In the past months, there’s been a surge of “launcher apps” – lightweight utilities that allow iOS users to perform common tasks such as calling someone or starting a FaceTime call without having to use Apple’s apps, and thus their entire interfaces. However, while the concept of launchers and shortcuts has been around for years in the App Store – especially on the quick dial side, apps like Favorites first explored the idea of turning contacts into shortcuts – several of the utilities we have recently reviewed have leveraged the simplicity of such concept to build more powerful solutions to help users save time. With a combination of clever interface designs, new APIs and URL handlers, apps like Launch Center, Buzz, and World Contacts+ are redefining the way users think of interoperability and customization on the iOS platform. App Cubby’s Launch Center has especially gained a well deserved spot in many’s iOS dock thanks to its extensive support for third-party apps and a polished UI.
For the past week, I have been able to use Agile Tortoise’s Drafts, a new iPhone app that’s like “Launch Center for text” – a utility that allows you to save short snippets of text – the drafts – and act on them by sharing them through a number of services or system actions.
Drafts is very simple. Surprisingly so, if you expected to find options to enter custom URL handlers for apps that are capable of accepting text inputs. In fact, my mention of Launch Center is only theoretical, as both utilities share the same underlying ideology – to aggregate a set of actions and supported apps for a specific input into a single interface – but the first version of Drafts doesn’t come with the same amount of customization and tweaks you can find in Launch Center. Still, when it comes to text, Drafts has proved to be an invaluable addition to my workflow that, like Launch Center, got its spot in my iPhone dock.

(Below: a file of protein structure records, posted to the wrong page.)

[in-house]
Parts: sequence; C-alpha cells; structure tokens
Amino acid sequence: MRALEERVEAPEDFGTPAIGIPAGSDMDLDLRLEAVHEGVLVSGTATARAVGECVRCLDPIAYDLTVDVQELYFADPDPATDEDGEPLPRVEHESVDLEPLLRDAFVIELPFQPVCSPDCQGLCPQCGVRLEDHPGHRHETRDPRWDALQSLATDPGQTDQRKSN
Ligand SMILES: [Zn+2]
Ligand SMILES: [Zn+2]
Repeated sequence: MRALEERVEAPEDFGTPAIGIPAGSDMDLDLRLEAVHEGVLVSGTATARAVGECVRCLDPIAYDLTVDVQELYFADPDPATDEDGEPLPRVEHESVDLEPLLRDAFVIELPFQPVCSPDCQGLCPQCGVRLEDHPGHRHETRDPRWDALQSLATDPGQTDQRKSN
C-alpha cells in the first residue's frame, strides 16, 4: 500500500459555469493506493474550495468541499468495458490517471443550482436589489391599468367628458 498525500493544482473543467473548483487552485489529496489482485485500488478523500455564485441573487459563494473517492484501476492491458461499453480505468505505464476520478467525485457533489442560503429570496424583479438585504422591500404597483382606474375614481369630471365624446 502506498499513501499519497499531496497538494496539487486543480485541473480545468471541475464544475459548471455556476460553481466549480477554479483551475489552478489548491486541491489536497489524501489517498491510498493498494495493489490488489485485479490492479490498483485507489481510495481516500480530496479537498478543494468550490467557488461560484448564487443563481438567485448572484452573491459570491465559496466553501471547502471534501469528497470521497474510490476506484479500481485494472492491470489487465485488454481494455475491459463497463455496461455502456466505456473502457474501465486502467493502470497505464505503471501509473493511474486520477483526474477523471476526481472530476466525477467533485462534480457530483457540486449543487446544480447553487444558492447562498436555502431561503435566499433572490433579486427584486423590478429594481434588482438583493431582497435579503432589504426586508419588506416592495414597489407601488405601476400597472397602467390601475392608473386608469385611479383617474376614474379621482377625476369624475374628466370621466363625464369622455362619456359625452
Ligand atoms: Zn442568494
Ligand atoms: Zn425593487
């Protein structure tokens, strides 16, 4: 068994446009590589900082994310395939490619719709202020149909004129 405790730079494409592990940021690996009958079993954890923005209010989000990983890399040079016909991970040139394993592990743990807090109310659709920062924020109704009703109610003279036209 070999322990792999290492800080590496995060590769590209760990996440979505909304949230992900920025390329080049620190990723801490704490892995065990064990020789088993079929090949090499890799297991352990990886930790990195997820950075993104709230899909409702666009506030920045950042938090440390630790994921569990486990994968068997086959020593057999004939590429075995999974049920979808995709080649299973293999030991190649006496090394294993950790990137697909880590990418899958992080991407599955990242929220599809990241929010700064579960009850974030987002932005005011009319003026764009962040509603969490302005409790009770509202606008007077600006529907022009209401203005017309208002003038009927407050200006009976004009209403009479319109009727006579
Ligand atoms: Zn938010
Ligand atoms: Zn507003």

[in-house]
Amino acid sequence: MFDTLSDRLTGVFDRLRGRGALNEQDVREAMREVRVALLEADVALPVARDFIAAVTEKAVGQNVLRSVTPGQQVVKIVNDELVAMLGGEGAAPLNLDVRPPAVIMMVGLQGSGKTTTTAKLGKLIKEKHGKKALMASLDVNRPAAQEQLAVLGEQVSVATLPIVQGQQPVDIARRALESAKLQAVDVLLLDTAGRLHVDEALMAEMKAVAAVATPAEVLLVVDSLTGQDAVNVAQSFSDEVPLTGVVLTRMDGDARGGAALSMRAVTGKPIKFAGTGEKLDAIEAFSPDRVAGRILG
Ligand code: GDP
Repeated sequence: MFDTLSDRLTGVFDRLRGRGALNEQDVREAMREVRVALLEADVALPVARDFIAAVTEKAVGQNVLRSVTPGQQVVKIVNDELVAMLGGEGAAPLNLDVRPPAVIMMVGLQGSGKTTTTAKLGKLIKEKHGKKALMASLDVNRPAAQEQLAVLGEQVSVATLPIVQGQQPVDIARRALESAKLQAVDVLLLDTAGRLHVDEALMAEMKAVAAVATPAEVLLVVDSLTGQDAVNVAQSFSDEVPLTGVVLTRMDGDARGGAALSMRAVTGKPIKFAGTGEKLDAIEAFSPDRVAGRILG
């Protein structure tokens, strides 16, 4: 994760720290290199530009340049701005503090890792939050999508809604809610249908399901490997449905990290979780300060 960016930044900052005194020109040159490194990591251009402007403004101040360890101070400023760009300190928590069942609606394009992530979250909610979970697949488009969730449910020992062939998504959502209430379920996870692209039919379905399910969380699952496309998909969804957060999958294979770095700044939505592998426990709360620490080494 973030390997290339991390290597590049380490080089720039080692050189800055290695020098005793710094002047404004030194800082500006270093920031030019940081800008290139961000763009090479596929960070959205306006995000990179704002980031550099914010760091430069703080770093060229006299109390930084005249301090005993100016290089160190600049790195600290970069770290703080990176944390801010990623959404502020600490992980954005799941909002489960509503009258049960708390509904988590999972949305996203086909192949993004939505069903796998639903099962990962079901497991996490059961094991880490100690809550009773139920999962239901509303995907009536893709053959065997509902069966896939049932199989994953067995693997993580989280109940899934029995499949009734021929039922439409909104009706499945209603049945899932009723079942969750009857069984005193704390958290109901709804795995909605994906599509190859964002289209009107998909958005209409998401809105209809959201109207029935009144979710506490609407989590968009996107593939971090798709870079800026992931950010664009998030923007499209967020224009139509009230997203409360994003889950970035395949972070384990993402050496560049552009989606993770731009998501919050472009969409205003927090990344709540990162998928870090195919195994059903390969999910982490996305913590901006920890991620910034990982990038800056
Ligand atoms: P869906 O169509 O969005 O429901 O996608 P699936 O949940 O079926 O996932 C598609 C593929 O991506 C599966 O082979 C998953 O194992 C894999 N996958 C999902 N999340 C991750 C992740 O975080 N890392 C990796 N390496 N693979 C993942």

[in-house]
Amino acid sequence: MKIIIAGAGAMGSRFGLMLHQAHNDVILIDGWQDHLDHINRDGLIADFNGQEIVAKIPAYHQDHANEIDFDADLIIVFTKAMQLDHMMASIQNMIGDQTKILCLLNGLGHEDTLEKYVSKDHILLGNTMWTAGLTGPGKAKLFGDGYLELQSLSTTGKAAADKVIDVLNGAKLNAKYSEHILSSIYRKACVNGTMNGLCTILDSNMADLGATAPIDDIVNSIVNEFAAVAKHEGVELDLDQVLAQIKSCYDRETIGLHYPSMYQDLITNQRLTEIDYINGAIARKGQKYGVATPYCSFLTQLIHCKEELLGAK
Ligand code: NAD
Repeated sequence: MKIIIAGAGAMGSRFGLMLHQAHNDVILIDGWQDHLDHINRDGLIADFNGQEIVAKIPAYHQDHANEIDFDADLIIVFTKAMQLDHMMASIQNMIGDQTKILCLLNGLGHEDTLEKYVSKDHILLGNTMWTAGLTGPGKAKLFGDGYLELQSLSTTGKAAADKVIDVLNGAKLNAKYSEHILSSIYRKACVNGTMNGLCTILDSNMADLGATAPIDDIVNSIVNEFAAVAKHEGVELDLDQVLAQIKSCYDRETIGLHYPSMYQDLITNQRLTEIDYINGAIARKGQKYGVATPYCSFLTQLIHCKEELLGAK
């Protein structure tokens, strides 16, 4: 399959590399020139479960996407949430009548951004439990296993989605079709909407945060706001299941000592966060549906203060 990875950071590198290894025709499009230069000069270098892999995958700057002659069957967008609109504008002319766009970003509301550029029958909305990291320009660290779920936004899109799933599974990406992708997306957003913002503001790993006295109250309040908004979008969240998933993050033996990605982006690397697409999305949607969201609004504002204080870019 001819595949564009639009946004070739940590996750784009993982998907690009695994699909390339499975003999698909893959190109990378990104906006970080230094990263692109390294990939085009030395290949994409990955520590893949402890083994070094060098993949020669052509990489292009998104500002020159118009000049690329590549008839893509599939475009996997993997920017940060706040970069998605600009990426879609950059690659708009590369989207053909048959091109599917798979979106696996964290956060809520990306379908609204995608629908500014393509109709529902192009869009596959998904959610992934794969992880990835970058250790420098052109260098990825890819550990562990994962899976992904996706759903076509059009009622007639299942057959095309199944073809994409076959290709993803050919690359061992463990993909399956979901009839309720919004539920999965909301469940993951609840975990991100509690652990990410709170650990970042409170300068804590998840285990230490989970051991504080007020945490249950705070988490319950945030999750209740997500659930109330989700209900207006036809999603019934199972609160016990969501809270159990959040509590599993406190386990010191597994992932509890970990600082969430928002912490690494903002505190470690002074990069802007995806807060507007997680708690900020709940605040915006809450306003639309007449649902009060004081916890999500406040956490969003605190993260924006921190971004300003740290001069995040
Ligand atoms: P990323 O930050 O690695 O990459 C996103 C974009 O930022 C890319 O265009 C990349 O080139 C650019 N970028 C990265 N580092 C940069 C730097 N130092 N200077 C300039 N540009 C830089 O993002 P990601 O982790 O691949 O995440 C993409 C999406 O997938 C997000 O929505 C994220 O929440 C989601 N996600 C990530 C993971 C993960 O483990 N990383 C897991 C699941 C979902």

Drafts saves snippets of text. The app displays a word & character count for these snippets, which can be saved locally and accessed at any time by hitting the drafts icon in the app’s toolbar. Because Drafts 1.0 is iPhone-only, iCloud support hasn’t been added yet – your snippets won’t be synced across devices. You can search for any word across your drafts, and add new ones by simply pressing a + button. In the Settings, you can set the app’s Appearance, choosing between 13 fonts (American Typewriter, Baskerville, Cochin, Courier, Georgia, Gill Sans, Helvetica Neue, Hoefler Text, Marker Felt, Palatino, Times New Roman, Thonbury, and Verdana), three font sizes, and four themes. I chose Grayscale.
You can use Drafts as a notepad, a scratchpad of sorts, or a draft manager for your tweets, much like the defunct Birdhouse used to. Drafts sports a nice integration with Twitter, enabling you tweet natively using iOS’ support for Twitter, and letting you directly forward text to Tweetbot or the official Twitter app. If you choose to send text to these apps, the compose screen will open with the text already pasted, and you will just have to hit Send to publish a new tweet. I suspect support for more Twitter apps is coming in a future update.
Drafts isn’t just about Twitter, though. You can pick a draft, and email it to someone using the native iOS mail framework. You can copy a draft to the system clipboard, or, if you like to write in Markdown, preview the formatting, copy the Markdown to your clipboard, or email it. Being a huge fan of Markdown (which I use on a daily basis for my writing on MacStories), this is a nice addition.
Drafts is neither a text editor nor a minimal Twitter client. Drafts is a frictionless way to capture and save ideas that also happens to be integrated with system functions and applications you may be already using to elaborate on those ideas. Drafts can be used as an inspirational notepad to store the genius idea you have while you’re brewing coffee, or when you’re busy writing something else (just fire up Drafts, and quickly dictate your text if you have an iPhone 4S). I would like to see an even faster way to email text (like Captio or Note 2 Self do) as well as support for Evernote and more text-based iOS apps in a future update, so here’s to hoping the feedback on this initial version will be strong enough to encourage Greg Pierce, the developer of Drafts and Terminology (which the app also supports for definitions), to consider more functionalities and an iPad counterpart. In this first version, Drafts supports TextExpander touch, but there is no option to forward text to Apple’s Messages app.
• You should follow the author on Twitter here.